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The understanding of hematology is more than ever dependent upon an appreciation of genetic principles and the tools that can be used to study genetic variation. All of the genetic information that makes up an organism is encoded in the DNA. This information is transcribed into messenger ribonucleic acid (mRNA) and then the triplet code of those mRNAs that encode proteins is translated into protein. Changes that affect the DNA or RNA sequence or its expression, either in the germ line or acquired after birth, can cause many hematologic disorders. These may be mutations that change the DNA sequence, including single base changes, deletions, insertion, and duplications, or they may be epigenetic changes that affect gene expression without any change in the DNA sequence.

The detection of defined mutations that cause a variety of diseases is now possible and has become a routine method for the diagnosis of some disorders. The development of methods to disrupt or to prevent expression of specific genes has made it possible to produce mouse models of human hematologic diseases, and such models have the potential to serve as means to better understand pathophysiology and to study treatment strategies.

Inheritance patterns depend upon the biologic effect and chromosomal location of the mutation. Common autosomal recessive hematologic diseases include sickle cell disease, the thalassemias, and Gaucher disease. Hereditary spherocytosis, thrombophilia caused by factor V Leiden, most forms of von Willebrand disease, and acute intermittent porphyria are characterized by autosomal dominant inheritance. Mutations that cause glucose-6-phosphate dehydrogenase deficiency, hemophilia A and B, and the most common form of chronic granulomatous disease, are all carried on the X chromosome and therefore manifest X-linked inheritance, with transmission of the disease state from a heterozygous mother to her son. Understanding the genetics of a disorder is necessary for accurate genetic counseling.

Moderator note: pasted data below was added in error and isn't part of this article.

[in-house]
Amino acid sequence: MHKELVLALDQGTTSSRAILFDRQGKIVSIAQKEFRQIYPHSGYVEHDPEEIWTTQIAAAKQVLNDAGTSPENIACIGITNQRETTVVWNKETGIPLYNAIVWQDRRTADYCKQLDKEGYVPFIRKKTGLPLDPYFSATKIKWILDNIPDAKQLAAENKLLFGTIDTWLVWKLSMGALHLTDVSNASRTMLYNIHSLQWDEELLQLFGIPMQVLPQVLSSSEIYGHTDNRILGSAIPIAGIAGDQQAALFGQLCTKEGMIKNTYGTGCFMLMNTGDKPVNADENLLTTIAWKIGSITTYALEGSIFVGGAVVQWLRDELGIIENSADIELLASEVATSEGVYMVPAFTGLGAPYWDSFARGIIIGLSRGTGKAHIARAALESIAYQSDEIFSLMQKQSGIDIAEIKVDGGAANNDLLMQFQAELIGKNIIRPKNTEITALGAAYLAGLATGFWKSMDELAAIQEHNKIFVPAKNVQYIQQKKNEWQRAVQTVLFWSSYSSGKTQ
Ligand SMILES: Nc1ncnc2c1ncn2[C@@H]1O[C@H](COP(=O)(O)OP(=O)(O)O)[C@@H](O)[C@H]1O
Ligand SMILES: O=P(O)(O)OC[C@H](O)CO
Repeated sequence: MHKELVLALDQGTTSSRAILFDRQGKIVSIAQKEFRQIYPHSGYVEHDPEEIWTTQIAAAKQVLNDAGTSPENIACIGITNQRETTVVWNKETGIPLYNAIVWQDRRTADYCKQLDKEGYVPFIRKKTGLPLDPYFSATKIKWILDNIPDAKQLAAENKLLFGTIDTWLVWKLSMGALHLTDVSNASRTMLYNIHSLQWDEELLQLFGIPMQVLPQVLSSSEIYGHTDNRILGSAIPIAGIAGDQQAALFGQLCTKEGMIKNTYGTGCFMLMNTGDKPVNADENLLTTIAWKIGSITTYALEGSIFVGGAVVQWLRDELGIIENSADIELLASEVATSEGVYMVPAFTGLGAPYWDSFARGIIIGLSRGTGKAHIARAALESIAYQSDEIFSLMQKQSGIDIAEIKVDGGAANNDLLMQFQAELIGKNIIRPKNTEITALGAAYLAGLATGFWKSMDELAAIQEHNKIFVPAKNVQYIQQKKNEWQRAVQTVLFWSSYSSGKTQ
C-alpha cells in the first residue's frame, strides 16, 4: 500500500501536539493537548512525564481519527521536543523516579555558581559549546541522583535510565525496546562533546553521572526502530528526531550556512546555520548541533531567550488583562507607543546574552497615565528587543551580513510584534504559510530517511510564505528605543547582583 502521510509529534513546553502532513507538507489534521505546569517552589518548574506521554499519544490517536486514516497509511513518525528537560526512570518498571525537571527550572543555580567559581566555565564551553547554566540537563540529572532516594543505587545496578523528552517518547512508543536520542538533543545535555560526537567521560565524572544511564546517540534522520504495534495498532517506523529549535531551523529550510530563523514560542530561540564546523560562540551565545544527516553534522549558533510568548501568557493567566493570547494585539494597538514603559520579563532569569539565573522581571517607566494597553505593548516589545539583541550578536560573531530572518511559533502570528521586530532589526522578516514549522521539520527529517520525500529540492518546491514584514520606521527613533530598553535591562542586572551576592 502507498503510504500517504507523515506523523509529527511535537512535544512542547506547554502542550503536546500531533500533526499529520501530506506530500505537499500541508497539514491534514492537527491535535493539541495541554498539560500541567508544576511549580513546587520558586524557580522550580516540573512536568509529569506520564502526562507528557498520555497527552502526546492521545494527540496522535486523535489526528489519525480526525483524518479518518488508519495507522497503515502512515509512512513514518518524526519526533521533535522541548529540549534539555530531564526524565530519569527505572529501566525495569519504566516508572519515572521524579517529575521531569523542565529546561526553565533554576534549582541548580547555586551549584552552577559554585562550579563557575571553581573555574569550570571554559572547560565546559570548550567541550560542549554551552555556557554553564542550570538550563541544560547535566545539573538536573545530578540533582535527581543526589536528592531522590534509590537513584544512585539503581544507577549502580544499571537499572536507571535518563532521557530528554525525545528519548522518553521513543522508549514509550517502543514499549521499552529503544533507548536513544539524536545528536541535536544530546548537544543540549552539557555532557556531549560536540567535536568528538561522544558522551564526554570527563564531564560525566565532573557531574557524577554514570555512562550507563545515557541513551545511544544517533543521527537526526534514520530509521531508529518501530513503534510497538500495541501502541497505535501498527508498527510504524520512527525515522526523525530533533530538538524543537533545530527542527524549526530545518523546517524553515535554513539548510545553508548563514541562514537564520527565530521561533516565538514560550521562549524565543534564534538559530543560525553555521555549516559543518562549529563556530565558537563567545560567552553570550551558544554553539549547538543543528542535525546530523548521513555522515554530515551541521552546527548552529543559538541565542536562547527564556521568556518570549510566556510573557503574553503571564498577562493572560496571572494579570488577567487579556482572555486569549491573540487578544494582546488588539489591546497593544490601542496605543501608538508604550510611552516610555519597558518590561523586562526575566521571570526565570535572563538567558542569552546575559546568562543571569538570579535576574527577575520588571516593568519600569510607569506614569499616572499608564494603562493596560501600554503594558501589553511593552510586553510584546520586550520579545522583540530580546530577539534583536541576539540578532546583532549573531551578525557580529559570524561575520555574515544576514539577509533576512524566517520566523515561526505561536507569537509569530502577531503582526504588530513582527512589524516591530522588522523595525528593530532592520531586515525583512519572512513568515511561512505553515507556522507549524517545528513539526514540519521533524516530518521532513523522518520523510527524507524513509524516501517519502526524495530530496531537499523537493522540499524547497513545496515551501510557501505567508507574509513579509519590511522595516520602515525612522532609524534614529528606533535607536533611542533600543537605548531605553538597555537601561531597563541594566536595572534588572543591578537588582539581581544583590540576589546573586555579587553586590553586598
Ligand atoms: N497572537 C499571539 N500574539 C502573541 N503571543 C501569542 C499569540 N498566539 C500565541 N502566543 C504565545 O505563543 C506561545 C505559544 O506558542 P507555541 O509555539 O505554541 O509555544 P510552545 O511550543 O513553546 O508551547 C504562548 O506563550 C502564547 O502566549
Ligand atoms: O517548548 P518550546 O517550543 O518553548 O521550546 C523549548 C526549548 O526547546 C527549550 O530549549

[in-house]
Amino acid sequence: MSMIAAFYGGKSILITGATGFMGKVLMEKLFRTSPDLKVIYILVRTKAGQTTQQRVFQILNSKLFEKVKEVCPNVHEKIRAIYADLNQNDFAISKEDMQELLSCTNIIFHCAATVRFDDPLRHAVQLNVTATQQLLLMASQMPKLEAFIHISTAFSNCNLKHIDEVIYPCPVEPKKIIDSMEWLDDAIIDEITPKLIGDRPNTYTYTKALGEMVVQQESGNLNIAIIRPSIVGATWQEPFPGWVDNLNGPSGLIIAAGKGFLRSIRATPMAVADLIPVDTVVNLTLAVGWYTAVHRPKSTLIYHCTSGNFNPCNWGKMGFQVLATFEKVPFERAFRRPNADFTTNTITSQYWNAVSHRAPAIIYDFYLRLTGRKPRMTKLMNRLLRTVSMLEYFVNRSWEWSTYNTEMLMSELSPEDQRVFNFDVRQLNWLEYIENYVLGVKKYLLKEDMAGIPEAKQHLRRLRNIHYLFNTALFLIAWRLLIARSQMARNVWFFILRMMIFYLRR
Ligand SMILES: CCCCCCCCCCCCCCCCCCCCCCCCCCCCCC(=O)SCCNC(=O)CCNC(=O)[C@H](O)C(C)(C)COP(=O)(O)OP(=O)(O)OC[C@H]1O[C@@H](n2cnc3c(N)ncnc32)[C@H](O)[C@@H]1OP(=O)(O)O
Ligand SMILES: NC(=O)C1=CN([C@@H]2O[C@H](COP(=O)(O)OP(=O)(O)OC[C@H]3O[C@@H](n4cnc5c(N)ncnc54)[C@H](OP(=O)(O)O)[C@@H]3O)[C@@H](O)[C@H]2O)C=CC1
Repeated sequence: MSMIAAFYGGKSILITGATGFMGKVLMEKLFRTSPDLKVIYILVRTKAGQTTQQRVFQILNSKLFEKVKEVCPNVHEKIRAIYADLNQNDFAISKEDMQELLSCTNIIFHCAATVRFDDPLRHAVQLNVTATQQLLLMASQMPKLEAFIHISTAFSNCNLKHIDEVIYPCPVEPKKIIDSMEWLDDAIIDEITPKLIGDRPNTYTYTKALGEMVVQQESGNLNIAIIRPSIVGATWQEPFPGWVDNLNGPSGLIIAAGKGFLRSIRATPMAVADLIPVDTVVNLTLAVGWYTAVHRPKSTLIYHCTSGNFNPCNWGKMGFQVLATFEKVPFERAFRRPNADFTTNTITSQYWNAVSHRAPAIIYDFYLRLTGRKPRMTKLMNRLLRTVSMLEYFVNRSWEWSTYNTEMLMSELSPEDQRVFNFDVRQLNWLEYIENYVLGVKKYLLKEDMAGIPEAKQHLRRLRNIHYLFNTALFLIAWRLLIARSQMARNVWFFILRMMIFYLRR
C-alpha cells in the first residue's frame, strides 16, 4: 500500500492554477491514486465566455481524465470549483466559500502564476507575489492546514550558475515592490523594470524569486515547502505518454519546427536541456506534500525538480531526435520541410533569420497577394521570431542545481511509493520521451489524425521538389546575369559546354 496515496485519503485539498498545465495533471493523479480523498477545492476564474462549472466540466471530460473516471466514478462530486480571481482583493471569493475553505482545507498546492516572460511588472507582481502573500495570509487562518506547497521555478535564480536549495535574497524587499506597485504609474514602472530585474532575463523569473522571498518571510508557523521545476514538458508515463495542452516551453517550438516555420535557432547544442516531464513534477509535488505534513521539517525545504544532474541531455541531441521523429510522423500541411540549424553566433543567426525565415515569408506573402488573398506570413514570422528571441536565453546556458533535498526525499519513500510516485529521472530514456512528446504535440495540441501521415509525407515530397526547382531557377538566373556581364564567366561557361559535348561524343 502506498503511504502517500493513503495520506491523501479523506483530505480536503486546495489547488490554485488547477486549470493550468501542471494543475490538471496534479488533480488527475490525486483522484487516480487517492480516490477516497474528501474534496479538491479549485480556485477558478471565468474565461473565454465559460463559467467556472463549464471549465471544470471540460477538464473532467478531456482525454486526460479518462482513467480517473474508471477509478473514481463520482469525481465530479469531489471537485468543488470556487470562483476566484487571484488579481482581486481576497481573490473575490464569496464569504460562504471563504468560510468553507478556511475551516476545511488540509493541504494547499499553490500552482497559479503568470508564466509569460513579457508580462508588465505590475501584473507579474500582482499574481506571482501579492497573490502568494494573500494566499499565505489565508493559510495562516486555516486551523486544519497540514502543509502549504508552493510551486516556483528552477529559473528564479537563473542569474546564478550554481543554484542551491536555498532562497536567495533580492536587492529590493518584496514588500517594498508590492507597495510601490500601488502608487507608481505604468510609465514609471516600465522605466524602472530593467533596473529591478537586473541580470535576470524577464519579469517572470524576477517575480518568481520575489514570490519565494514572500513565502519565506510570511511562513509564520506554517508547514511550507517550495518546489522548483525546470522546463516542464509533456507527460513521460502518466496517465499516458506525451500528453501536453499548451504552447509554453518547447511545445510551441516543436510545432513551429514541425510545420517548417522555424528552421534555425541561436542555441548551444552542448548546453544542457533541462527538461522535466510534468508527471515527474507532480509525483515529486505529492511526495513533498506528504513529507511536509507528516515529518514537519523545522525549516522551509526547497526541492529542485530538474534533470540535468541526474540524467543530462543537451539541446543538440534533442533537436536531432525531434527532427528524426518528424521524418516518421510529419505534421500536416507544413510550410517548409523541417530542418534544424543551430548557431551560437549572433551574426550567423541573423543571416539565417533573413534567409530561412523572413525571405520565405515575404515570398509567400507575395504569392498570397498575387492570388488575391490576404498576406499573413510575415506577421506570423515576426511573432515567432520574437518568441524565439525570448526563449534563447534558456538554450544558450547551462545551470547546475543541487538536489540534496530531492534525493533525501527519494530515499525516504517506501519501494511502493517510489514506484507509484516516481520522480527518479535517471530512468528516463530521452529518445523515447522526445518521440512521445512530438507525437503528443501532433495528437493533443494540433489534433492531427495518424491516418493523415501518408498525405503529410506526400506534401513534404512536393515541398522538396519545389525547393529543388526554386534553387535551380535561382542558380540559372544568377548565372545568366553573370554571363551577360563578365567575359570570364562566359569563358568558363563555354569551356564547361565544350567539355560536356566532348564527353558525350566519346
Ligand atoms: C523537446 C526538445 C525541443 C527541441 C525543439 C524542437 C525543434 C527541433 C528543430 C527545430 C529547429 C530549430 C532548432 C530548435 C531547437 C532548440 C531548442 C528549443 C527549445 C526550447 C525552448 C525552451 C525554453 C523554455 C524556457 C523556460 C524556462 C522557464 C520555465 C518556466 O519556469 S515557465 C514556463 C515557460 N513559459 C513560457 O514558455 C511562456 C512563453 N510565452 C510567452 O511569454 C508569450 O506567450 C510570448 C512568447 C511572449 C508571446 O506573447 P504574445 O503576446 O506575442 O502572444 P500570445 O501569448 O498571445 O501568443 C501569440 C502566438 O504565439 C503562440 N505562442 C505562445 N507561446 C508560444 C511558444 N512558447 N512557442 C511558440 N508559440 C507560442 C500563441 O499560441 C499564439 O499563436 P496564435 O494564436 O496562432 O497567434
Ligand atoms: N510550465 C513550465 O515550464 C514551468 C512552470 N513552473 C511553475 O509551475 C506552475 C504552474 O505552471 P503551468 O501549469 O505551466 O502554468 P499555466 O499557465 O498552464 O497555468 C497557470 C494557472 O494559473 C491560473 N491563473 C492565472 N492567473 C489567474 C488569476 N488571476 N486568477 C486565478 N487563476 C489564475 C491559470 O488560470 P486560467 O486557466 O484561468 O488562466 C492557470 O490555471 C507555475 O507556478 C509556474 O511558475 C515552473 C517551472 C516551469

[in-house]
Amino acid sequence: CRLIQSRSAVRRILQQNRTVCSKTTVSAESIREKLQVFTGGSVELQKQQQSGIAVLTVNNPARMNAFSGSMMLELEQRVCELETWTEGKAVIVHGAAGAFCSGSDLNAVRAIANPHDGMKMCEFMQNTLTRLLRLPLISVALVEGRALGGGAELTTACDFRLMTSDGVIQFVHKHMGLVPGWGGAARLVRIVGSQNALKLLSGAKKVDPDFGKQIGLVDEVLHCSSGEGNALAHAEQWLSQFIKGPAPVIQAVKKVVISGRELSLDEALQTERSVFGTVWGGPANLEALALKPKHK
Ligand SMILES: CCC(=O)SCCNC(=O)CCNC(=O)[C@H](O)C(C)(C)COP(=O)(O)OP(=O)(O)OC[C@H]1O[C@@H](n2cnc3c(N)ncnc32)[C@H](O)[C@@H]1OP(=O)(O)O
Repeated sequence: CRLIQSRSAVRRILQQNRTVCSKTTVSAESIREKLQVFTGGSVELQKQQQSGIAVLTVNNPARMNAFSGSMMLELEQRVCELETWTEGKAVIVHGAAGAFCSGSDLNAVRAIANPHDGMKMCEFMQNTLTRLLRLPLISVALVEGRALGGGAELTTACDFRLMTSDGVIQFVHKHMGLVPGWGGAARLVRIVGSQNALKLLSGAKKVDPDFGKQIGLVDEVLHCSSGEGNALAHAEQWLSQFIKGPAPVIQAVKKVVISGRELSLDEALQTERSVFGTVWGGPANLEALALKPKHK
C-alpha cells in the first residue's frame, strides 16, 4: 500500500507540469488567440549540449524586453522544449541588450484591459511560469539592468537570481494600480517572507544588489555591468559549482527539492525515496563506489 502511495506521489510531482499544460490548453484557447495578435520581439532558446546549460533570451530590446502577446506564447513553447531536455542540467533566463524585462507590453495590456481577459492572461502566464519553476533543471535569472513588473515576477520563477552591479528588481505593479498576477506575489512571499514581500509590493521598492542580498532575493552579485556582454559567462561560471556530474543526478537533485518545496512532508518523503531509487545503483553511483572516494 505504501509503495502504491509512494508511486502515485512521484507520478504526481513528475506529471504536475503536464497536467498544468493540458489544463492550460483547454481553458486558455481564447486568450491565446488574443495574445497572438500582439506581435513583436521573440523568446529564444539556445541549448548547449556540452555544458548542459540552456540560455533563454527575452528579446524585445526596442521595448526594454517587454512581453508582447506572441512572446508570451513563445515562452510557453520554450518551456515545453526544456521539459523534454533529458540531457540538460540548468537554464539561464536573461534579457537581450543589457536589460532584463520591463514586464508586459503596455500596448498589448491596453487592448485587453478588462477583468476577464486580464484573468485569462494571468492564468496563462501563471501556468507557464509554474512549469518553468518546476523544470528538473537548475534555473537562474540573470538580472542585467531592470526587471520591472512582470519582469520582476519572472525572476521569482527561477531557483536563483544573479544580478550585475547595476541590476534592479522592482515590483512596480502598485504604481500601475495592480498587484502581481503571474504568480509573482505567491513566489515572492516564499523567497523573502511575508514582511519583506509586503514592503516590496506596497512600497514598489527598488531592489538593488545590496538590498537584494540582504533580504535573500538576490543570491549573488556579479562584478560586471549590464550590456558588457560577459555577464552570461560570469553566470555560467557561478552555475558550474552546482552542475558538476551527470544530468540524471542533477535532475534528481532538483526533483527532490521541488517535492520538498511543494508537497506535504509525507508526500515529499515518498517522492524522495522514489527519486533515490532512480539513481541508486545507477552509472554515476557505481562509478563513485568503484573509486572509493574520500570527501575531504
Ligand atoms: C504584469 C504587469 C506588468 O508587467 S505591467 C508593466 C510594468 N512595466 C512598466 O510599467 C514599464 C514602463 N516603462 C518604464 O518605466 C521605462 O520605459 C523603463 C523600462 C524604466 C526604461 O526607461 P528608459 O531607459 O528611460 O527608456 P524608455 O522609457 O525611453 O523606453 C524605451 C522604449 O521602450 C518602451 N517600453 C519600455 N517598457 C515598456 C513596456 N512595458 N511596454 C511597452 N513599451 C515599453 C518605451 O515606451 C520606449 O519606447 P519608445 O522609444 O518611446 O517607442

Acronyms and Abbreviations

Acronyms and abbreviations that appear in this chapter include: ARMS, amplification refractory mutation system; ASOH, allele-specific oligonucleotide hybridization; BACs, bacterial artificial chromosomes; bp, base pairs; cDNA, complementary DNA; CRM, cross-reacting material; CpG, cytosine phosphate guanine; ENU, N-ethyl-N-nitrosourea; G-6-PD, glucose-6-phosphate dehydrogenase; GTP, guanosine triphosphate; IAP, intra-cisternal A particle; HUMARA, human androgen receptor X-chromosome inactivation assay; mRNA, messenger ribonucleic acid; miRNA, microribonucleic acid; mtDNA, mitochondrial DNA; NADH, nicotinamide adenine dinucleotide (reduced form); PACs, P1-derived artificial chromosomes; PCR, polymerase chain reaction; PNH, paroxysmal nocturnal hemoglobinuria; RF, release factor; RFLP, restriction fragment length polymorphism; RISC, RNA-induced silencing complex; RNAi, RNA interference; rRNA, ribosomal ribonucleic acid; RT-PCR, reverse transcriptase polymerase chain reaction; siRNA, small interfering ribonucleic acid; SNP, single nucleotide polymorphism; SSCP, single stranded conformation polymorphism; TpG, thymine phosphate guanine; tRNA, transfer ribonucleic acid; UDP, uridine diphosphate; YAC, yeast artificial chromosome.

Many of the hematologic diseases described in this text have a genetic basis. Often the disease is caused by a mutation in a single gene. Some of these disorders, such as sickle cell disease (Chap. 48...

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